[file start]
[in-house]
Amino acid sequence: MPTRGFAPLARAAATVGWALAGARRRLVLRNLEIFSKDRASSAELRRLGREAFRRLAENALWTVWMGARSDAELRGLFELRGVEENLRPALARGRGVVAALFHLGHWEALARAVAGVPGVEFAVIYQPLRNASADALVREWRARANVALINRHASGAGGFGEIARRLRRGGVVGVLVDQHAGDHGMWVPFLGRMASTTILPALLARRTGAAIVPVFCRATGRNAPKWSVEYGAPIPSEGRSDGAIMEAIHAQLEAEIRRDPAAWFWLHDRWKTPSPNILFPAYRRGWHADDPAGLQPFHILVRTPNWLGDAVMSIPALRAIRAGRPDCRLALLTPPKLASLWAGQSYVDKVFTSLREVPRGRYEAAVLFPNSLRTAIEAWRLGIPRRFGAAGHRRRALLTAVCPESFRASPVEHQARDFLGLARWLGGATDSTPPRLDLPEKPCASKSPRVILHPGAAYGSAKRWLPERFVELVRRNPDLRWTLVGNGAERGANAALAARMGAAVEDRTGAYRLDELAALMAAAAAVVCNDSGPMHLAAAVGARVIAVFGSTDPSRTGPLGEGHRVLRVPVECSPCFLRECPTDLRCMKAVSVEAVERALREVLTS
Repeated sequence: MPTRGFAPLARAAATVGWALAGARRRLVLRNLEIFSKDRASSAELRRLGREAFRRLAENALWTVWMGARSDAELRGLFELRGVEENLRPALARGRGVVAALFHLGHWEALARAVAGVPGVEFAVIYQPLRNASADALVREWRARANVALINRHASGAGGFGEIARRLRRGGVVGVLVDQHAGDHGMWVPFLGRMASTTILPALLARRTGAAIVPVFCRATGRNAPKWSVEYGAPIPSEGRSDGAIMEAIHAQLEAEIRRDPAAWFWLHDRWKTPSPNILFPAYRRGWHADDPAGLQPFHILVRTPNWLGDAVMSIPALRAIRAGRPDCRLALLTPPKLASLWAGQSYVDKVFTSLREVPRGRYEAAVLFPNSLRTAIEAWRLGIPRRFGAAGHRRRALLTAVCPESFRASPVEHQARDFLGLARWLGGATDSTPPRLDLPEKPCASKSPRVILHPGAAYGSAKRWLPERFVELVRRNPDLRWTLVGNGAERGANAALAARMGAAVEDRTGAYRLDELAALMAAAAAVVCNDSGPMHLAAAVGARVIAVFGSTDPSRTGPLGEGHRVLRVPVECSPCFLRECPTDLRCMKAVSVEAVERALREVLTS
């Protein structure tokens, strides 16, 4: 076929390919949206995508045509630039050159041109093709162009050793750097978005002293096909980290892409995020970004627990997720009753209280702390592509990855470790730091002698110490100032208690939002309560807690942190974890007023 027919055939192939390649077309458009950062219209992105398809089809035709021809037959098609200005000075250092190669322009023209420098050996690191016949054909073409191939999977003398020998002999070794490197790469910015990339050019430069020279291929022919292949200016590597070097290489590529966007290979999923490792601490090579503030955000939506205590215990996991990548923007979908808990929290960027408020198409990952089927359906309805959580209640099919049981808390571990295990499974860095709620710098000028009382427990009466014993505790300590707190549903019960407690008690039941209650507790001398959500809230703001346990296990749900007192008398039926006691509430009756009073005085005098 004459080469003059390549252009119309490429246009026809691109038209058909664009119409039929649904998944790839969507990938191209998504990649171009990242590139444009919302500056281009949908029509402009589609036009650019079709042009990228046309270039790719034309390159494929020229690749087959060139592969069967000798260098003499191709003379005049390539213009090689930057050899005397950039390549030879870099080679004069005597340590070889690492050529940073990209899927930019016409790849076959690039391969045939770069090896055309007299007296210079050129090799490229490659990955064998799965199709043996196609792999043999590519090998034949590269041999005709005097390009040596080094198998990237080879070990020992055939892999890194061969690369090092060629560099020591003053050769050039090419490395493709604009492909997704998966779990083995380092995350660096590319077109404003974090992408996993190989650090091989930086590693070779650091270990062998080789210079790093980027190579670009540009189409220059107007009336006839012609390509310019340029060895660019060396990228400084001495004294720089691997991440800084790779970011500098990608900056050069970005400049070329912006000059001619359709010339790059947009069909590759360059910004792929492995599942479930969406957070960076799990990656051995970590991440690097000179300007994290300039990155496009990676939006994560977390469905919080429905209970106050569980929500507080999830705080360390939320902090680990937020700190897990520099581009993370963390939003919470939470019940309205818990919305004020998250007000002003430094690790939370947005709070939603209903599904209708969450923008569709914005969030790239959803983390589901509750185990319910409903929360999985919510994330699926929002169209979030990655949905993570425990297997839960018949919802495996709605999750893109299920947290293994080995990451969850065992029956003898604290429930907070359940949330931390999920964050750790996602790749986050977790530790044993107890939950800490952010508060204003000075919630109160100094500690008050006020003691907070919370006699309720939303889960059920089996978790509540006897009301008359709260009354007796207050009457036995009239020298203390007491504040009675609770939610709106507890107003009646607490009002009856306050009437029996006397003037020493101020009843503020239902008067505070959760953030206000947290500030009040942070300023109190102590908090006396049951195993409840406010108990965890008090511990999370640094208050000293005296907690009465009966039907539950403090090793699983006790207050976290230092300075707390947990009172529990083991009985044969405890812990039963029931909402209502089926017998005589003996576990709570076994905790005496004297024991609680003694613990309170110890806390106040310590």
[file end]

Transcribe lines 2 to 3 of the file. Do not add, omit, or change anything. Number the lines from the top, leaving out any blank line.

Amino acid sequence: MPTRGFAPLARAAATVGWALAGARRRLVLRNLEIFSKDRASSAELRRLGREAFRRLAENALWTVWMGARSDAELRGLFELRGVEENLRPALARGRGVVAALFHLGHWEALARAVAGVPGVEFAVIYQPLRNASADALVREWRARANVALINRHASGAGGFGEIARRLRRGGVVGVLVDQHAGDHGMWVPFLGRMASTTILPALLARRTGAAIVPVFCRATGRNAPKWSVEYGAPIPSEGRSDGAIMEAIHAQLEAEIRRDPAAWFWLHDRWKTPSPNILFPAYRRGWHADDPAGLQPFHILVRTPNWLGDAVMSIPALRAIRAGRPDCRLALLTPPKLASLWAGQSYVDKVFTSLREVPRGRYEAAVLFPNSLRTAIEAWRLGIPRRFGAAGHRRRALLTAVCPESFRASPVEHQARDFLGLARWLGGATDSTPPRLDLPEKPCASKSPRVILHPGAAYGSAKRWLPERFVELVRRNPDLRWTLVGNGAERGANAALAARMGAAVEDRTGAYRLDELAALMAAAAAVVCNDSGPMHLAAAVGARVIAVFGSTDPSRTGPLGEGHRVLRVPVECSPCFLRECPTDLRCMKAVSVEAVERALREVLTS
Repeated sequence: MPTRGFAPLARAAATVGWALAGARRRLVLRNLEIFSKDRASSAELRRLGREAFRRLAENALWTVWMGARSDAELRGLFELRGVEENLRPALARGRGVVAALFHLGHWEALARAVAGVPGVEFAVIYQPLRNASADALVREWRARANVALINRHASGAGGFGEIARRLRRGGVVGVLVDQHAGDHGMWVPFLGRMASTTILPALLARRTGAAIVPVFCRATGRNAPKWSVEYGAPIPSEGRSDGAIMEAIHAQLEAEIRRDPAAWFWLHDRWKTPSPNILFPAYRRGWHADDPAGLQPFHILVRTPNWLGDAVMSIPALRAIRAGRPDCRLALLTPPKLASLWAGQSYVDKVFTSLREVPRGRYEAAVLFPNSLRTAIEAWRLGIPRRFGAAGHRRRALLTAVCPESFRASPVEHQARDFLGLARWLGGATDSTPPRLDLPEKPCASKSPRVILHPGAAYGSAKRWLPERFVELVRRNPDLRWTLVGNGAERGANAALAARMGAAVEDRTGAYRLDELAALMAAAAAVVCNDSGPMHLAAAVGARVIAVFGSTDPSRTGPLGEGHRVLRVPVECSPCFLRECPTDLRCMKAVSVEAVERALREVLTS